- the key characteristics of public sector entities (inherent public accountability, unique governance structures, multiple public interest objectives, the nature and use of public resources, the volume and financial significance of non-exchange transactions and longevity of the public sector); and
- the objective of financial reporting by public sector entities (accountability to the public and its elected representatives).
Both of these are described in PSAB’s proposed conceptual framework in Exposure Draft, “The Conceptual Framework for Financial Reporting in the Public Sector”, specifically in:
- Chapter 2, Characteristics of Public Sector Entities; and
- Chapter 3, Financial Reporting Objective.
Chapter 3 also states that public accountability requires transparency in the reporting of both financial and non-financial information. The complex nature of the public sector, its myriad objectives and the overriding objective of public accountability require multifaceted reporting. Financial and non-financial aspects of financial reporting are required and must be integrated, if the public is to be fully served by the public sector reports produced.
A visual one-pager of the proposed conceptual framework is available here.
Creating more understandable financial statements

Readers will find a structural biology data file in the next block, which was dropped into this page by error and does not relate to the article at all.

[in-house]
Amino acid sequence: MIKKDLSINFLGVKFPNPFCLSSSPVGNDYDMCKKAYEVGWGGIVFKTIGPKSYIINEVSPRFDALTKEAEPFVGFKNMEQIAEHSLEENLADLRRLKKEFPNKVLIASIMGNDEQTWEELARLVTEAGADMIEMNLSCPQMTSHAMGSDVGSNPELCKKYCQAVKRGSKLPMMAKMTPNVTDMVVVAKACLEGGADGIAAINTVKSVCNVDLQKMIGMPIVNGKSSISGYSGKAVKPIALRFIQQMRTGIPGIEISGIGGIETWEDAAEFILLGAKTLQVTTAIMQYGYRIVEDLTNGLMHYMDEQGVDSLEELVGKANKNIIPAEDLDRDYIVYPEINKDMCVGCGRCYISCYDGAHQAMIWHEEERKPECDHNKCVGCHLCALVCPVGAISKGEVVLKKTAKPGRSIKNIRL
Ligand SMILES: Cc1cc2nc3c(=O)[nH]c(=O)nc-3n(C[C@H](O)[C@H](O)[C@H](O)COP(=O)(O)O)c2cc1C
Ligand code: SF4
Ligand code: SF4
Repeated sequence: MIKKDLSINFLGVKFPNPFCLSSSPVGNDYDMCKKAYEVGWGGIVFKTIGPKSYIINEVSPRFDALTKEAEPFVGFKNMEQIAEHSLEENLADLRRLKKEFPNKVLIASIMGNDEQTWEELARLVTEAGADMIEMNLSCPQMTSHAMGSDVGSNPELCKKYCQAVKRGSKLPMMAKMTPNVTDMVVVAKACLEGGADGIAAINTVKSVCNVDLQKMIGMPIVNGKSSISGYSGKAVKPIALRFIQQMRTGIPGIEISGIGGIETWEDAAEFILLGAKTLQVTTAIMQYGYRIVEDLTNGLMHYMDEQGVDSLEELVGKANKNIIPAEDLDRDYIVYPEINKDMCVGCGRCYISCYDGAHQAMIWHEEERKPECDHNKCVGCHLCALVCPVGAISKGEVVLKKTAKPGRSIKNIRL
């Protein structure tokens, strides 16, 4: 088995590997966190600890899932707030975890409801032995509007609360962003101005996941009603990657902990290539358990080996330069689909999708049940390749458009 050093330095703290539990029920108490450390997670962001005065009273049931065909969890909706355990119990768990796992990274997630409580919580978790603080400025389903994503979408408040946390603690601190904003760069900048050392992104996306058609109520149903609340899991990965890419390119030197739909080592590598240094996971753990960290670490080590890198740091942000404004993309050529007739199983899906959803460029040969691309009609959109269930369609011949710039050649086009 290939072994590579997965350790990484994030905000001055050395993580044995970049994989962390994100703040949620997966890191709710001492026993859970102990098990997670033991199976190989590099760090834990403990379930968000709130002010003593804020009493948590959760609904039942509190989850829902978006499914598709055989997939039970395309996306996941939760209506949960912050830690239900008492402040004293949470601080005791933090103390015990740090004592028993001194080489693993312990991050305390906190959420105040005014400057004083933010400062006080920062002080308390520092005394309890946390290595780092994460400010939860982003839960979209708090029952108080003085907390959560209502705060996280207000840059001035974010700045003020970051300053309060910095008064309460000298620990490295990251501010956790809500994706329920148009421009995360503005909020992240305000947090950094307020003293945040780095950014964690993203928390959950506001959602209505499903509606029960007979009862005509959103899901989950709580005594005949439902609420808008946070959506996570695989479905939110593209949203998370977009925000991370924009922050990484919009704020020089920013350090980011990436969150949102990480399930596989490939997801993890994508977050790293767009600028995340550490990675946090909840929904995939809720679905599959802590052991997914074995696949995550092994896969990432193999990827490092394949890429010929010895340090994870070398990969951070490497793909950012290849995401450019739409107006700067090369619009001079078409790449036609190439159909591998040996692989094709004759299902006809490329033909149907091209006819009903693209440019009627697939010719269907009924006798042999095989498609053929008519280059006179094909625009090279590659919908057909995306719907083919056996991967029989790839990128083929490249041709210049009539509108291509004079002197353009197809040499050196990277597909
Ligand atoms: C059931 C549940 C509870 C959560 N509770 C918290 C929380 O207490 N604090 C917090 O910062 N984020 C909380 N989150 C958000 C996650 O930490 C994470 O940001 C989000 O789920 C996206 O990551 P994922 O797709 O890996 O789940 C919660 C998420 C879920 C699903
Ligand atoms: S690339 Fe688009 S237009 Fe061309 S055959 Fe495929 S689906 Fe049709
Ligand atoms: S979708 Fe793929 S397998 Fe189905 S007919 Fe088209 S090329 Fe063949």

With the public interest in mind, PSAB proposes the following changes to improve understandability and as a result, increase the accountability value of public sector financial statements:
- Relocating the net debt indicator to its own statement, providing the opportunity to better explain it and giving it more prominence than its current location as a subtotal on the statement of financial position.
- Separating liabilities into two categories: financial and non-financial. This would remove the liabilities that were muddying up the net debt indicator from the calculation and return the indicator to its original meaning – future financial resource requirements.
- Restructuring the statement of financial position to have a more familiar look to the public, reporting all assets together and all liabilities together.